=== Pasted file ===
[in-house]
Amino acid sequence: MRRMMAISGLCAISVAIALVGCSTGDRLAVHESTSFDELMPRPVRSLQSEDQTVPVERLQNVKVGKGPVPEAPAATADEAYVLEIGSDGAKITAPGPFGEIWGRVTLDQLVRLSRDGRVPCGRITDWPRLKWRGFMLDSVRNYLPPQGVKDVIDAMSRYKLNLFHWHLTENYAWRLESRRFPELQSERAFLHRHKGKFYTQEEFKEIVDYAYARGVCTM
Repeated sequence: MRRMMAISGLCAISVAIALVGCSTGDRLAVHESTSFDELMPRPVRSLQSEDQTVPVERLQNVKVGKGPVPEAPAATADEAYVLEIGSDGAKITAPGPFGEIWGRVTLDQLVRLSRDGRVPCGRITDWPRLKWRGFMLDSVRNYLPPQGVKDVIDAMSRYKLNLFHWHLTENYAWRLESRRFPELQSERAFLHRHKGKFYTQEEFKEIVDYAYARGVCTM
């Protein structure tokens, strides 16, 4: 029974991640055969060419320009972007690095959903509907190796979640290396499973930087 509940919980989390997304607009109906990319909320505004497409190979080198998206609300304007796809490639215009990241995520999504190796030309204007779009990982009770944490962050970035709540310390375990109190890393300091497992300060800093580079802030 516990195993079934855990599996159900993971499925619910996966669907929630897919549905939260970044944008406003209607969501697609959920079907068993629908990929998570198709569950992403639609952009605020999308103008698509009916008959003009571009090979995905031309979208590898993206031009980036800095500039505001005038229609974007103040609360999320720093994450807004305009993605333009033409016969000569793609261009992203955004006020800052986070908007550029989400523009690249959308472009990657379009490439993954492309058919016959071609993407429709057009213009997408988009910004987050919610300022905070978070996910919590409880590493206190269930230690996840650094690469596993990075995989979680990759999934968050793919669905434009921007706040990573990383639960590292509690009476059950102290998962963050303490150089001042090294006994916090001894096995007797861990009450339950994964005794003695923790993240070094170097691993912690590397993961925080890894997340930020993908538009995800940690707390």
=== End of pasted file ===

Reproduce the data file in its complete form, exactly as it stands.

[in-house]
Amino acid sequence: MRRMMAISGLCAISVAIALVGCSTGDRLAVHESTSFDELMPRPVRSLQSEDQTVPVERLQNVKVGKGPVPEAPAATADEAYVLEIGSDGAKITAPGPFGEIWGRVTLDQLVRLSRDGRVPCGRITDWPRLKWRGFMLDSVRNYLPPQGVKDVIDAMSRYKLNLFHWHLTENYAWRLESRRFPELQSERAFLHRHKGKFYTQEEFKEIVDYAYARGVCTM
Repeated sequence: MRRMMAISGLCAISVAIALVGCSTGDRLAVHESTSFDELMPRPVRSLQSEDQTVPVERLQNVKVGKGPVPEAPAATADEAYVLEIGSDGAKITAPGPFGEIWGRVTLDQLVRLSRDGRVPCGRITDWPRLKWRGFMLDSVRNYLPPQGVKDVIDAMSRYKLNLFHWHLTENYAWRLESRRFPELQSERAFLHRHKGKFYTQEEFKEIVDYAYARGVCTM
């Protein structure tokens, strides 16, 4: 029974991640055969060419320009972007690095959903509907190796979640290396499973930087 509940919980989390997304607009109906990319909320505004497409190979080198998206609300304007796809490639215009990241995520999504190796030309204007779009990982009770944490962050970035709540310390375990109190890393300091497992300060800093580079802030 516990195993079934855990599996159900993971499925619910996966669907929630897919549905939260970044944008406003209607969501697609959920079907068993629908990929998570198709569950992403639609952009605020999308103008698509009916008959003009571009090979995905031309979208590898993206031009980036800095500039505001005038229609974007103040609360999320720093994450807004305009993605333009033409016969000569793609261009992203955004006020800052986070908007550029989400523009690249959308472009990657379009490439993954492309058919016959071609993407429709057009213009997408988009910004987050919610300022905070978070996910919590409880590493206190269930230690996840650094690469596993990075995989979680990759999934968050793919669905434009921007706040990573990383639960590292509690009476059950102290998962963050303490150089001042090294006994916090001894096995007797861990009450339950994964005794003695923790993240070094170097691993912690590397993961925080890894997340930020993908538009995800940690707390």